But under a new plan devised by Defense Secretary Donald H. Rumsfeld for his regional commanders in chief (CINCs), SouthCom will be consumed by a new CINC, Northern Command. NorthCom will be responsible for homeland security in the war on terrorism.

Officials liken the merger to the arrangement in the Pacific. U.S. Forces Korea enjoys a four-star billet, but falls under Pacific Command.

Terror training
The U.S. military has embarked on a number of training missions worldwide to help indigenous armies fight Osama bin Laden's al Qaeda terrorist network. Now, ex-military personnel are finding a need for the private sector to offer anti-terror training to our own government.

Protac Global, a firearms training company in Texas, has teamed with American Express Financial Advisers to plan a huge anti-terror complex in Ellis County, Texas. The 200-acre site was developed by the Energy Department's superconducting supercollider project and then abandoned in 1993.

The facility will be named the Counter Terrorism Training Center. Two-ex Marines who own Protac Global will seek contracts from all government entities involved in the war on terrorism.

The Center for Strategic and International Studies (CSIS) will host a briefing Monday on the ex-Marines' plans. Said retired Army Col. William Taylor, who is advising the group, "It's all there in a complex of 18 miles of underground tunnels, 450,000 square feet under roof, a landing strip, a large pond and training opportunities that can challenge the minds of those responsible for the many aspects of counterterrorism, offense and defense."

The group's mission statement reads: "Deliver the physical facilities to carry out a range of training scenarios to the counter terrorism training missions of various organizations to include operations initiated from land, air and water environments into surroundings which can include warehouses, prison facility, drug lab, trains, bus, aircraft, tunnel complex and urban area. Additionally, these operations can be conducted both night and day."

Pro-China center
The Pentagon's inspector general is investigating the U.S. Pacific Command's Asia-Pacific Center for Security Studies, which many in the Pentagon view as a haven for pro-Beijing thinking. It is headed by retired Marine Corps Lt. Gen. Hank Stackpole.

The probe is focusing on whether there was any improper hiring and employee practices by the center's executive director, Jimmie R. Lackey, we are told.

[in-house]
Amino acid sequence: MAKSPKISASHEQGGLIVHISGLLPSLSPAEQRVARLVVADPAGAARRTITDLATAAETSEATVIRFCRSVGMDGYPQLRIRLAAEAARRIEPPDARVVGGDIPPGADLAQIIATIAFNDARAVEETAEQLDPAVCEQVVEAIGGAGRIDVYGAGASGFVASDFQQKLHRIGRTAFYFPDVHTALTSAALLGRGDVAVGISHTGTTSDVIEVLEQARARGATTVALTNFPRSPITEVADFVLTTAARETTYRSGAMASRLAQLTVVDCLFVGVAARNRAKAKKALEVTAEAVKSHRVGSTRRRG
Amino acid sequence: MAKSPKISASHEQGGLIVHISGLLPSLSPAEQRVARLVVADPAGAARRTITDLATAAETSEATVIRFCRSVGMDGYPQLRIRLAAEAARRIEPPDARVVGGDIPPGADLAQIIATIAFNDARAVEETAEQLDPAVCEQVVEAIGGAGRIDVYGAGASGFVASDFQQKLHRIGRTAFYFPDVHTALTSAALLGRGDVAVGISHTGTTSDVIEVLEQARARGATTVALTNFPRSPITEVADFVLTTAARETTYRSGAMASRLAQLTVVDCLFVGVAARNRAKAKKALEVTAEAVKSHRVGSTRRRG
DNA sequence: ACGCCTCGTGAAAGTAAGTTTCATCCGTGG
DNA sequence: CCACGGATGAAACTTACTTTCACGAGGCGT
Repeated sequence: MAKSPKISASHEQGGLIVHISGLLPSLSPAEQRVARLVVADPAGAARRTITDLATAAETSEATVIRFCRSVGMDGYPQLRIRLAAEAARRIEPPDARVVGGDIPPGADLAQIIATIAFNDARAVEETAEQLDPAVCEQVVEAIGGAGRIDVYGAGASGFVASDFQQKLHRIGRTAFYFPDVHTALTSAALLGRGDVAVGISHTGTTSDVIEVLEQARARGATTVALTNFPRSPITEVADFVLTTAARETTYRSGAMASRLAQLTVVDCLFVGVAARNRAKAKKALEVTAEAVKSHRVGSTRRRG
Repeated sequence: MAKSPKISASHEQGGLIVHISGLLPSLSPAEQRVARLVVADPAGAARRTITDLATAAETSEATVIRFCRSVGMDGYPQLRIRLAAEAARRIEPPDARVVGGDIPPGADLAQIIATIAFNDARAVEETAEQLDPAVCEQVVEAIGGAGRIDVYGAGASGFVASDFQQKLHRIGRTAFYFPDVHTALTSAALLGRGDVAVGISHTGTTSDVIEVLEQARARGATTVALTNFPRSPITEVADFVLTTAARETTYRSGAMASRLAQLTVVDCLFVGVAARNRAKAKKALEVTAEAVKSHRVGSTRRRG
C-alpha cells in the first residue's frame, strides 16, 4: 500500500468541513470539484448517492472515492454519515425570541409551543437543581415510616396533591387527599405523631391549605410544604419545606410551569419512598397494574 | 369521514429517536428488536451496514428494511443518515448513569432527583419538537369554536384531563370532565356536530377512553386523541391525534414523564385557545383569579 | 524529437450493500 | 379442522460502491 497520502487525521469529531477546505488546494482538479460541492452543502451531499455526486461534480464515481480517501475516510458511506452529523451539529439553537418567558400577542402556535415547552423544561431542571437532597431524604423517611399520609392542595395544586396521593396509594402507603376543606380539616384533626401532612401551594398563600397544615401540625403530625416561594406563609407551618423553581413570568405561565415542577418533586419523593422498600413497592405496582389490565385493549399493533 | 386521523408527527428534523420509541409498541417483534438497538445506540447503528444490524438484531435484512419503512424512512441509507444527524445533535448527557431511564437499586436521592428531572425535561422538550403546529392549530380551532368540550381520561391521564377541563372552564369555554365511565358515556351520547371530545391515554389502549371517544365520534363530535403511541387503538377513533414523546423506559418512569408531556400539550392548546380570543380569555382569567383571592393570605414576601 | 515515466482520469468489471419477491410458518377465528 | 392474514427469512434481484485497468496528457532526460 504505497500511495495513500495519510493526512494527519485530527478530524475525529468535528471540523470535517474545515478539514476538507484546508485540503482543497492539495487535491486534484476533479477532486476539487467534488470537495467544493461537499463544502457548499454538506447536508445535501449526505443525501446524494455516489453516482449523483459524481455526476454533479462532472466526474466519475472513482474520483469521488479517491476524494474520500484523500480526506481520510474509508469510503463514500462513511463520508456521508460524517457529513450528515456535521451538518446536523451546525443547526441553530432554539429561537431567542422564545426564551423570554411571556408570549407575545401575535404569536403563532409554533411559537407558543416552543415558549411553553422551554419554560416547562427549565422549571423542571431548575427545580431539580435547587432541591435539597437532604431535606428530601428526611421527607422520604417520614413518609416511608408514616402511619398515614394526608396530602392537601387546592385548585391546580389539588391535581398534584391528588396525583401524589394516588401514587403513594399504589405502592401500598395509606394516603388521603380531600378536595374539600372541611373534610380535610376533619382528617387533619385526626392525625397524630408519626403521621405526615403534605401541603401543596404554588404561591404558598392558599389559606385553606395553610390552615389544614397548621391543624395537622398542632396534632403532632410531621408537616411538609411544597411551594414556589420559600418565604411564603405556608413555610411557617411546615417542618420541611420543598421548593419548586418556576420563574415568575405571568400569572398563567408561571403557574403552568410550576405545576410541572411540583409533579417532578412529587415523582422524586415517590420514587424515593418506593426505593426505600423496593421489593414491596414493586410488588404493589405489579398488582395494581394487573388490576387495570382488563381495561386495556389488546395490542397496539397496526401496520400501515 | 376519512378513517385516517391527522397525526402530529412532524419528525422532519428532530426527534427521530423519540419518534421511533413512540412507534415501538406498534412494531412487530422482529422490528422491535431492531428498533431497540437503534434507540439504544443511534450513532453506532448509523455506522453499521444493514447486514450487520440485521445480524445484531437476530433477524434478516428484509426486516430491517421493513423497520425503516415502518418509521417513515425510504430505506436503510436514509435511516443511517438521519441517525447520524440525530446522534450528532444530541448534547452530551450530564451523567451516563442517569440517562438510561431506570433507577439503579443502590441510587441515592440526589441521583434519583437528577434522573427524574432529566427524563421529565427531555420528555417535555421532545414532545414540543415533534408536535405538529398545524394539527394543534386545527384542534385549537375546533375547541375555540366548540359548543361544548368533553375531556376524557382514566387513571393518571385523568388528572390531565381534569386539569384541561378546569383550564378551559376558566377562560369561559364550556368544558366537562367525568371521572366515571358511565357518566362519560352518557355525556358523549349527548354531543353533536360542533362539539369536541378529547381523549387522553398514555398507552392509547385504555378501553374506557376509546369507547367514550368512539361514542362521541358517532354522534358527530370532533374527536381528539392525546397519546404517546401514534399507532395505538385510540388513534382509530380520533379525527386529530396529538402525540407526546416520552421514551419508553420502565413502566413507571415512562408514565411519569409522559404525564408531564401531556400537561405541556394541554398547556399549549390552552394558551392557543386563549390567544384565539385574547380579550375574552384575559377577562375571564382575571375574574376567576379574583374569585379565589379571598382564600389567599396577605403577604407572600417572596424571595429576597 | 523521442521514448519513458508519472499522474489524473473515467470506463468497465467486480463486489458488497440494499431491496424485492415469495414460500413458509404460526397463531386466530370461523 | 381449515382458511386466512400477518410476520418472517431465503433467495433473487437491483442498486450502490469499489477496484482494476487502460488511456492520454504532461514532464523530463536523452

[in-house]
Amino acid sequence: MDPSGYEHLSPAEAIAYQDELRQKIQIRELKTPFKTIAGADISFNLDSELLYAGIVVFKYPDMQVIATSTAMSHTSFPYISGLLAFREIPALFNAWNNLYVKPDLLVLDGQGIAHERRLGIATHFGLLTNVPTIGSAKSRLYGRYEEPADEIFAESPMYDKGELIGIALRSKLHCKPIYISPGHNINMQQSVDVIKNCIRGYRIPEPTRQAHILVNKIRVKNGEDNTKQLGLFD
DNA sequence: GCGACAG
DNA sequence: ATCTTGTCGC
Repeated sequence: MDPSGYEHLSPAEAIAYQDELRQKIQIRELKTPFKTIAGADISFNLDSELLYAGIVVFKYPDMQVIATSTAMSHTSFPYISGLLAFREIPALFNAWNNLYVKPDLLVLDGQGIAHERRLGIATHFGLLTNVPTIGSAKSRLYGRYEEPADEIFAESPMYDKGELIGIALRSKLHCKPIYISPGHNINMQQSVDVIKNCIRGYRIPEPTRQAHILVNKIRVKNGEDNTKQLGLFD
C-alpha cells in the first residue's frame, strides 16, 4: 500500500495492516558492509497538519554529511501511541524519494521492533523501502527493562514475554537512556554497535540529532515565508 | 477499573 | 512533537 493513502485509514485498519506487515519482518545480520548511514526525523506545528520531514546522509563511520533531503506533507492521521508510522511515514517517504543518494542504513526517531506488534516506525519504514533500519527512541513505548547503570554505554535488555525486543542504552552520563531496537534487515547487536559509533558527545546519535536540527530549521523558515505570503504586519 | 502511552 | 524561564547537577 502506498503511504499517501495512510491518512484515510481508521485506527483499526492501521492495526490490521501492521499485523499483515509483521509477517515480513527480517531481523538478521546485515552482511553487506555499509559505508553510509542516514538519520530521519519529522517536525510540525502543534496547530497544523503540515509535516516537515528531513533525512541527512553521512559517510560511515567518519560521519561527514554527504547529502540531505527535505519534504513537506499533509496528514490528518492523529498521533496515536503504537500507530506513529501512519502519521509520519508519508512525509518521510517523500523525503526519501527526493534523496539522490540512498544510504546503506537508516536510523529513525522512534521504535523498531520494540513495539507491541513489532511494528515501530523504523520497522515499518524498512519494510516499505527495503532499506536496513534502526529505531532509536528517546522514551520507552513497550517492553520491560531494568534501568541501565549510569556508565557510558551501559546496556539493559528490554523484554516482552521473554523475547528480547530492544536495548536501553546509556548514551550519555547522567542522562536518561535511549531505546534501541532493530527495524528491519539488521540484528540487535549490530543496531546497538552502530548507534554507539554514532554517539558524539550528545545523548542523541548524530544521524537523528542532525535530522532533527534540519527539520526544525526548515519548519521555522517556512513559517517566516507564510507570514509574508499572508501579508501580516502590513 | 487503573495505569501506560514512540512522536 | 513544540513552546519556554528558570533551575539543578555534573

Pentagon sources tell us the real problem at the Hawaii-based center is its pro-China bias, which is demonstrated in the vehement opposition to U.S. missile-defense efforts from center officials.

Top center officials have stated in not-for-attribution lectures to U.S. military officers and visiting foreign military officers that "missile defense will cause the PRC to mount an arms race," one official told us. "In fact, PRC (People's Republic of China) concerns seem to take prominence" for most of the center's top leaders, the source said.

The biased lectures are said to be presenting a false picture of U.S. defense policy, the official said.

Gen. Stackpole, for example, recently criticized President Bush for identifying Iraq, Iran and North Korea as "axis of evil." Gen. Stackpole claimed the president made the remarks only because he is intent on disrupting U.S. relations in Asia.

Before his current job, Gen. Stackpole was president of Loral Asia-Pacific, a subsidiary of Loral Space and Communications Ltd. In January, Loral paid a $14 million fine to the State Department, ending a five-year investigation into charges the company illegally helped China improve its long-range missiles through satellite deals.

A Pentagon official told us Deputy Defense Secretary Paul Wolfowitz has been looking for an excuse to shut down the center because of its pro-China views.

  • Bill Gertz and Rowan Scarborough are Pentagon reporters. Gertz can be reached at 202/636-3274 or by e-mail at Scarborough can be reached at 202/636-3208 or by e-mail at